I remember when I was at the very beginning stages of trying to get published, I went to a conference. And at that conference I had a chance to meet an author I really admired. I was a nervous wreck to go meet them, and almost wimped out. But I worked up the courage to say hello and...
The author was rude.
Not horrible or anything. Just not very friendly--in a noticeable enough way that even the people with me agreed.
I walked away surprised and disappointed, and from then on assumed that this author just wasn't a very nice person. I still loved their books. And I certainly didn't share this story with others. But I also formed my opinion of them.
Fast forward to an event where I had to see this author again.
I'll admit, given my past experience, I had certain expectations for how the meeting would go. And this time....
The author wasn't rude at all. In fact, they were one of the nicest authors I've met. Which left me baffled.
Was it split personalities?
Some sort of strange body-snatching scenario?
Or was it option number three--the much more logical option, and the option I *should've* considered all along: maybe they WEREN'T rude.
Maybe the whole thing was a misunderstanding.
Looking back on my first meeting with the author, I can see how poor my timing was. We were at a conference and they were probably on their first break of the day, desperate to get something to eat/drink (or to find a bathroom), and I was delaying them. Or maybe they were exhausted from having been "on" all day and just didn't have the kind of energy I'd been hoping for. Or maybe they're uncomfortable in social situations.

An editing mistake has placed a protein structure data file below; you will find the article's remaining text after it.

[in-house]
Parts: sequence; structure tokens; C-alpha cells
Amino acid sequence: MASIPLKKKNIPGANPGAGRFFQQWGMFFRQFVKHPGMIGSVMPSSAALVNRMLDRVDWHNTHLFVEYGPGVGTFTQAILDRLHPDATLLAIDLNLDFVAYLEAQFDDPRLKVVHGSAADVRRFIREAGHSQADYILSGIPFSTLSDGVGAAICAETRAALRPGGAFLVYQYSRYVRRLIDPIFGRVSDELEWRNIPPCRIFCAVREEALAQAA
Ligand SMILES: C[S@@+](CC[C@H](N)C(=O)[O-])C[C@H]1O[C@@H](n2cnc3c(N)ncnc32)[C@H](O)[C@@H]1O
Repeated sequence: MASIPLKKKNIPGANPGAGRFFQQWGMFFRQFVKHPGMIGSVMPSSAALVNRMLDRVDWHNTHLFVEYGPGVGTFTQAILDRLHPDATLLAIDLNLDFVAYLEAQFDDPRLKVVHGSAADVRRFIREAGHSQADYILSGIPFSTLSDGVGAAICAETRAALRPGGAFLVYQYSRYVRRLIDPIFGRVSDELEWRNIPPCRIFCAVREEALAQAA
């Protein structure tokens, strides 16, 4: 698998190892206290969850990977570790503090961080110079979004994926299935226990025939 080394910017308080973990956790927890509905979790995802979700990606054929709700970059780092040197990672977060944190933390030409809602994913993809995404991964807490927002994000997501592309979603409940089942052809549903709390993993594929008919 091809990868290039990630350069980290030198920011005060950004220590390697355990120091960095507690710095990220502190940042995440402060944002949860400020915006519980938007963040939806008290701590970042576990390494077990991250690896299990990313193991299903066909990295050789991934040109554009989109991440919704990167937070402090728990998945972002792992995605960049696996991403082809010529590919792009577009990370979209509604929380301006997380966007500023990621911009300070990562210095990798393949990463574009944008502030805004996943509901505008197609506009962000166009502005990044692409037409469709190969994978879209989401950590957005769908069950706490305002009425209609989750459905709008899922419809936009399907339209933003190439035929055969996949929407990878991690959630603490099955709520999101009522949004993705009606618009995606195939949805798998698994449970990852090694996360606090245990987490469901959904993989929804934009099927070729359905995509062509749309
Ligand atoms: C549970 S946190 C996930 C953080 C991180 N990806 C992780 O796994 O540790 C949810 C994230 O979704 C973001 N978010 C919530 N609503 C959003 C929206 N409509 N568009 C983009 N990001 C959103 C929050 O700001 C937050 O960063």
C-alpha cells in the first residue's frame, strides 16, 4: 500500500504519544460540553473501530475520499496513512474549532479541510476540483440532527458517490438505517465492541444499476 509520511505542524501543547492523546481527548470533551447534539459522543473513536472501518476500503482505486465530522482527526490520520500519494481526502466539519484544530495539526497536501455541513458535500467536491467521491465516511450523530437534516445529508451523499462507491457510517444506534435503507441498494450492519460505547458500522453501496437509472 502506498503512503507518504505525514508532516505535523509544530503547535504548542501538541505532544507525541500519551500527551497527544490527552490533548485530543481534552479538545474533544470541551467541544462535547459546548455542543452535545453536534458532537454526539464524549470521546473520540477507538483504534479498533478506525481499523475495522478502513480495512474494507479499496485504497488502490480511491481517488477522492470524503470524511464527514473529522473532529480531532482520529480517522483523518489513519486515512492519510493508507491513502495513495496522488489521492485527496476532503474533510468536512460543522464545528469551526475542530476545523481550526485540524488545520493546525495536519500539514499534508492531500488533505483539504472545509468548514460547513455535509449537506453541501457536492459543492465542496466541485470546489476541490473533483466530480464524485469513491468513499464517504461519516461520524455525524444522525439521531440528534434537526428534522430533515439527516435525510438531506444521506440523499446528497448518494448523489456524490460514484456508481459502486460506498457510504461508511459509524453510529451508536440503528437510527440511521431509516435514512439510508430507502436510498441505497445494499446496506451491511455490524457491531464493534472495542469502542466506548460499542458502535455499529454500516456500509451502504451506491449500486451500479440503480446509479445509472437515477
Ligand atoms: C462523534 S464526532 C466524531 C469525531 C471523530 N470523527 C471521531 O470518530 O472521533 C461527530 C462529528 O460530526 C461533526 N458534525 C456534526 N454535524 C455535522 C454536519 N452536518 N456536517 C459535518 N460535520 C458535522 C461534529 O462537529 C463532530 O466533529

There were a million, much-more-probable explanations for the author's behavior that would've given them the benefit of the doubt. But I assumed the worst.
So really, if anyone was the rude one, it was me.
I've been thinking a lot about this lately--mainly because I've discovered that one of the hardest parts of this job (for me, at least) is being thrown into all kinds of crazy social situations. There's really no instruction manual for how to act at any of the events authors have to do, and every time I do one I'm very aware of how easy it would be to say/do the wrong thing and leave someone with a bad impression. And the worst part is, if I do, I'll probably never know.
So I just want to put a big THANK YOU out into the universe, to anyone who's ever met me (and not just in the writing world). Thank you for your patience. For giving me the benefit of the doubt. And for sharing a small part of your time with me. I'm sorry if I've ever made you feel like I don't appreciate that. I really, really do.